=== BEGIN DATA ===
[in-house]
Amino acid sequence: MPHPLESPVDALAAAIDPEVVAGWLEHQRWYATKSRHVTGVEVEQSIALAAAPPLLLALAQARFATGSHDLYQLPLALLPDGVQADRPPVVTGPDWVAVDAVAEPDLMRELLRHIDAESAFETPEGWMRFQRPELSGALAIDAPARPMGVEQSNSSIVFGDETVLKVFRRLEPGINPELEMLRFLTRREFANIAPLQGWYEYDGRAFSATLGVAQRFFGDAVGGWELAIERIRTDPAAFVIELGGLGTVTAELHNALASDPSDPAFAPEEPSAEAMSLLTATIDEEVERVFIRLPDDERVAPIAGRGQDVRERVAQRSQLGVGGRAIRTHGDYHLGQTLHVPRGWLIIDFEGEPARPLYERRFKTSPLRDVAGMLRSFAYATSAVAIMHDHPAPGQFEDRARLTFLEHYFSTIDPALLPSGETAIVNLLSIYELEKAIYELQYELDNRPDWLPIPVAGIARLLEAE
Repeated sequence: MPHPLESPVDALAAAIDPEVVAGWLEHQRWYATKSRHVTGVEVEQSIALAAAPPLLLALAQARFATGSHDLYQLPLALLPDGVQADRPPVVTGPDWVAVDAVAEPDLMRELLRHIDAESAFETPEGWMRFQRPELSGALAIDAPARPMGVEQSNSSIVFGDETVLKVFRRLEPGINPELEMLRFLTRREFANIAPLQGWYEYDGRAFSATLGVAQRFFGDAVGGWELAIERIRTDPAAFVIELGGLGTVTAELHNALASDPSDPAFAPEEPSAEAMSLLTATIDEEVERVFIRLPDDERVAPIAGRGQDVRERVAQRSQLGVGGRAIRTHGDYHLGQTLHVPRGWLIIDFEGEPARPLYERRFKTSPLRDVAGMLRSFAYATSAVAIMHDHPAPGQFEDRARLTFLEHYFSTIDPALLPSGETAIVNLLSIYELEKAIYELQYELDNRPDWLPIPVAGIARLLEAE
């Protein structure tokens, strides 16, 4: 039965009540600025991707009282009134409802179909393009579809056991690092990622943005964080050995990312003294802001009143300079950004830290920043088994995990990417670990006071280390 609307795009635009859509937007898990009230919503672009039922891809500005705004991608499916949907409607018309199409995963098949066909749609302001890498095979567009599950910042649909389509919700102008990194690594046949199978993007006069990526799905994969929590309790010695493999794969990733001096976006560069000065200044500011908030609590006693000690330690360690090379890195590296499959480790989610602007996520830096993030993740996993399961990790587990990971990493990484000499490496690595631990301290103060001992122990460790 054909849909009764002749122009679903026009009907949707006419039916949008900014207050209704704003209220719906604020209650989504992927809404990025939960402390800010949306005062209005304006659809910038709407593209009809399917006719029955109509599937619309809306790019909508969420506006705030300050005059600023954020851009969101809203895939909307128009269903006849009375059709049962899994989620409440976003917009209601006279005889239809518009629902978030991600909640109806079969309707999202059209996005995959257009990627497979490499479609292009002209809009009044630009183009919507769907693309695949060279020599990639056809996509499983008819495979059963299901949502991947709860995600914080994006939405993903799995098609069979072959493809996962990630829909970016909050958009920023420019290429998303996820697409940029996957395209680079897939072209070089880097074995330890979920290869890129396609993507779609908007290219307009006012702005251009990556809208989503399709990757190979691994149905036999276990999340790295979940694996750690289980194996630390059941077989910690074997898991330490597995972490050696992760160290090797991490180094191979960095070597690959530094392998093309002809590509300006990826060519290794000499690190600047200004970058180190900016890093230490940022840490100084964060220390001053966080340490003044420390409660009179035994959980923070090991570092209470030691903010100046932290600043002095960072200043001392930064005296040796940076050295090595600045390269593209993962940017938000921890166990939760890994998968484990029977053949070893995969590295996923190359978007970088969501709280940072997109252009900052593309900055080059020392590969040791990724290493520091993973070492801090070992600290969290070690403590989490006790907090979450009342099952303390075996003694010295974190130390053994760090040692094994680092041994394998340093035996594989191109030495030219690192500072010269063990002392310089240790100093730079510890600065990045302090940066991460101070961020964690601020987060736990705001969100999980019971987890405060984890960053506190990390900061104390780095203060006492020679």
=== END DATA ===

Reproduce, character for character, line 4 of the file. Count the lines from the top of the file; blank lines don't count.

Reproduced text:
């Protein structure tokens, strides 16, 4: 039965009540600025991707009282009134409802179909393009579809056991690092990622943005964080050995990312003294802001009143300079950004830290920043088994995990990417670990006071280390 609307795009635009859509937007898990009230919503672009039922891809500005705004991608499916949907409607018309199409995963098949066909749609302001890498095979567009599950910042649909389509919700102008990194690594046949199978993007006069990526799905994969929590309790010695493999794969990733001096976006560069000065200044500011908030609590006693000690330690360690090379890195590296499959480790989610602007996520830096993030993740996993399961990790587990990971990493990484000499490496690595631990301290103060001992122990460790 054909849909009764002749122009679903026009009907949707006419039916949008900014207050209704704003209220719906604020209650989504992927809404990025939960402390800010949306005062209005304006659809910038709407593209009809399917006719029955109509599937619309809306790019909508969420506006705030300050005059600023954020851009969101809203895939909307128009269903006849009375059709049962899994989620409440976003917009209601006279005889239809518009629902978030991600909640109806079969309707999202059209996005995959257009990627497979490499479609292009002209809009009044630009183009919507769907693309695949060279020599990639056809996509499983008819495979059963299901949502991947709860995600914080994006939405993903799995098609069979072959493809996962990630829909970016909050958009920023420019290429998303996820697409940029996957395209680079897939072209070089880097074995330890979920290869890129396609993507779609908007290219307009006012702005251009990556809208989503399709990757190979691994149905036999276990999340790295979940694996750690289980194996630390059941077989910690074997898991330490597995972490050696992760160290090797991490180094191979960095070597690959530094392998093309002809590509300006990826060519290794000499690190600047200004970058180190900016890093230490940022840490100084964060220390001053966080340490003044420390409660009179035994959980923070090991570092209470030691903010100046932290600043002095960072200043001392930064005296040796940076050295090595600045390269593209993962940017938000921890166990939760890994998968484990029977053949070893995969590295996923190359978007970088969501709280940072997109252009900052593309900055080059020392590969040791990724290493520091993973070492801090070992600290969290070690403590989490006790907090979450009342099952303390075996003694010295974190130390053994760090040692094994680092041994394998340093035996594989191109030495030219690192500072010269063990002392310089240790100093730079510890600065990045302090940066991460101070961020964690601020987060736990705001969100999980019971987890405060984890960053506190990390900061104390780095203060006492020679």